A gut feeling: The consequences of not looking after your gut

Think of your gut and the trillions of bacteria inside of it like a car engine performing various functions, for which it requires a regular supply of fuel. The quality of that fuel will determine how well functions are performed and ultimately how well the engine runs as a whole.

Put simply, the quality of what we put into our system (gut) affects how well we function. So let’s take a look at some long-term symptoms of an unhealthy gut, backed by recent scientific research…



Leaner people have greater variation in their microbiome than heavier people. To put it in simple terms, more variation in your diet leads to more variation in the microbiome.

Antibiotics are also a big factor. As discussed in the last blog, these can cause a huge shift in bacteria balance. Animal studies of early life exposure to antibiotics show lasting metabolic consequences. Studies show that administration of low doses of penicillin to mice early in life increases the risk of weight gain and obesity and promotes lipid accumulation by altering the gut microbiota. Mice treated continuously with low-dose penicillin from one week before birth until weaning exhibited higher body weight and fat mass in adulthood.


Joints and bones

In the past decade, we have learned that gut microbiome is probably the most important determinant of your immune health and the levels of inflammation in your body. In recent years, published research has shown us the direct connection between these microbes and osteoarthritis (especially in the hip and knee), and have also shown that by healing your gut, you can reduce inflammation and heal your joints

There are also numerous studies showing the link between the microbiome and rheumatoid arthritis. Research on these issues is still in its early stages, but what’s true for the lab mice may also prove to be true for humans…


Microbiome dysbiosis

As you know, our gut has good and bad bacteria in it. However, some of the ‘good guys’ that give off beneficial metabolites die and are not replaced. This means that the bad bacteria can invade and multiply.

Their metabolites can cause inflammation of the gut lining and cause the tiny pores in the lining to become bigger and let through food larger food molecules that shouldn’t be getting through at that size. Not only that, but the inflammation in the gut wall causes an immune response.

Our body responds by sending immune products (i.e. Interleukins and TNF (tumour necrosis factor)) to help fend off the invasion. Some of these can end up in the blood supply and spread to the joints, resulting in local inflammation at that area.

Dysbiosis is a problem that you should not ignore – by treating it on time you can prevent worse intestinal disorders such as leaky gut. In most cases your body is strong enough to recover from dysbiosis yourself by rectifying your bacteria imbalance.


So what does all of this mean?

Well, until scientists have definitive answers, the best strategy for winning your battle against these issues is to eat a healthy diet rich in vegetables, fruits, and whole grains. Not only can it help you feel better, your gut microbiome may be healthier, too.


Prebiotics and Probiotics

The best way to enrich your gut bacteria is to eat fermented foods and drinks. This is because they contain probiotics which are live beneficial bacteria that are naturally created by the process of fermentation. Kefir, kombucha, sauerkraut, unpasteurised cheese, unsweetened cultured yoghurt and kimchi are all types of food to consider. You would need to eat these daily to get the benefit, of course!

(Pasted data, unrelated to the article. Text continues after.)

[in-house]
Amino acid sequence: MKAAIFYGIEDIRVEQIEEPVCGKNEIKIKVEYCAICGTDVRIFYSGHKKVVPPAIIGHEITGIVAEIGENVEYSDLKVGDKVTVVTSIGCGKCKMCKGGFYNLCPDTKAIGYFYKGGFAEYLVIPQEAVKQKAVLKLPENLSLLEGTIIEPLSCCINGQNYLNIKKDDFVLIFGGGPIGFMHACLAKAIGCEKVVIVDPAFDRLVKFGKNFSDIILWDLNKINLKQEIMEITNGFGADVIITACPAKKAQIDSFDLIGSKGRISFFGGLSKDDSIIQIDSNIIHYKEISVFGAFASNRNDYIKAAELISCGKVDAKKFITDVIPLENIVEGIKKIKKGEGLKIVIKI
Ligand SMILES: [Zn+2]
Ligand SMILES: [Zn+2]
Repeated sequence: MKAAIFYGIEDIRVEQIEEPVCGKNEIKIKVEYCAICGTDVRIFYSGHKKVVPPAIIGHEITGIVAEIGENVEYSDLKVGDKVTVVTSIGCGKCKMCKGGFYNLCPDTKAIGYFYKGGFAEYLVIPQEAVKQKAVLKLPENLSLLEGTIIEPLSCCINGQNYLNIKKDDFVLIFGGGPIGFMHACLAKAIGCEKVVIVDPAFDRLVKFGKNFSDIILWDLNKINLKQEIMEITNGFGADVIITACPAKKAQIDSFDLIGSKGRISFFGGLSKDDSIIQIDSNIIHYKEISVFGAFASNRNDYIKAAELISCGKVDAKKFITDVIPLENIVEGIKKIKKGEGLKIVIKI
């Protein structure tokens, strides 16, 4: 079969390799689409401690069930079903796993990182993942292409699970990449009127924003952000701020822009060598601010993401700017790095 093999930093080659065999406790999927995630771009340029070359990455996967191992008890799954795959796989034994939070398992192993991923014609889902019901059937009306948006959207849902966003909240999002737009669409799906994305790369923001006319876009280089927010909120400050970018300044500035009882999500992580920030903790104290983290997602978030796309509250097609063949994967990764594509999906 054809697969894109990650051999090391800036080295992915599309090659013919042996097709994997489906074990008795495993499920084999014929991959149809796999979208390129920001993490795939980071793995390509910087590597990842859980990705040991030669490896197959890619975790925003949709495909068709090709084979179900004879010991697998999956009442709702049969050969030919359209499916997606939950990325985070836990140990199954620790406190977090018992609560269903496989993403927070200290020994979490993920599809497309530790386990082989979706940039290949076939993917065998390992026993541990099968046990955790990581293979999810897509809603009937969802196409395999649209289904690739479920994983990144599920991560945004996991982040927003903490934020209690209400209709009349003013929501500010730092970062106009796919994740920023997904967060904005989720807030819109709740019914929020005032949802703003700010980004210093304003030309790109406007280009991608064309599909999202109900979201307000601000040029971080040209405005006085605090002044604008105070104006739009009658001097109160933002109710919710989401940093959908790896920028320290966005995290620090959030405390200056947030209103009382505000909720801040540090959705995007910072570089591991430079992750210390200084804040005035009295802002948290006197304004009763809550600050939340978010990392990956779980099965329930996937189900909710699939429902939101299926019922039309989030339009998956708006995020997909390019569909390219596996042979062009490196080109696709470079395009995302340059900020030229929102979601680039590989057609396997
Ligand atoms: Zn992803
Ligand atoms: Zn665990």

It’s important to remember that if you opt for kimchi and sauerkraut, to make sure it hasn’t been pasteurised as this kills off the beneficial bacteria. You can also make your own kefir or sauerkraut! There are plenty of helpful online tutorials and videos to get you started.

However, fermented foods have an acquired taste, and some people cannot tolerate it. If you’re one of these people, then trying a probiotic supplement may be the answer. If you are just starting out we would suggest opting for the highest dose of gut bacteria you can (into the billions!) and start with the most researched bacteria called lactobacillus and Bifidobacterium.

Sometimes you may suffer bloating when taking probiotics, so try taking them at night to reduce your discomfort. If this doesn’t settle down, please consider seeing a nutritional therapist as you will need more help eliminating the bad bacteria first.

If you are not taking probiotics daily, then make sure you take them during periods of increased stress, if you have a gut infection, are suffering from depression, are travelling and when taking a course of antibiotics.

Equally important are prebiotics. Prebiotic fibre is a non-digestible part of foods like bananas, onions and garlic, the skin of apples, chicory root, beans, and many others. Prebiotic fibre goes through the small intestine undigested and is fermented when it reaches the large colon, thus feeding the beneficial bacteria colonies (including probiotic bacteria).

If your diet has been lacking in fibre then you can try taking a prebiotic supplement. Bimuno is a great example! This company in particular has done research and showed that taking a sachet a day for 30 days has helped people suffering with anxiety and depression.


Gut symptoms can be unpredictable, persistent and hard to understand. Many people struggle with identifying the root causes of their symptoms and subsequently fail with numerous interventions. 

If you feel that you need for further support to help manage symptoms or to simply tailor and improve your lifestyle for better health, please don’t hesitate to give us a call on 01722 512 043.




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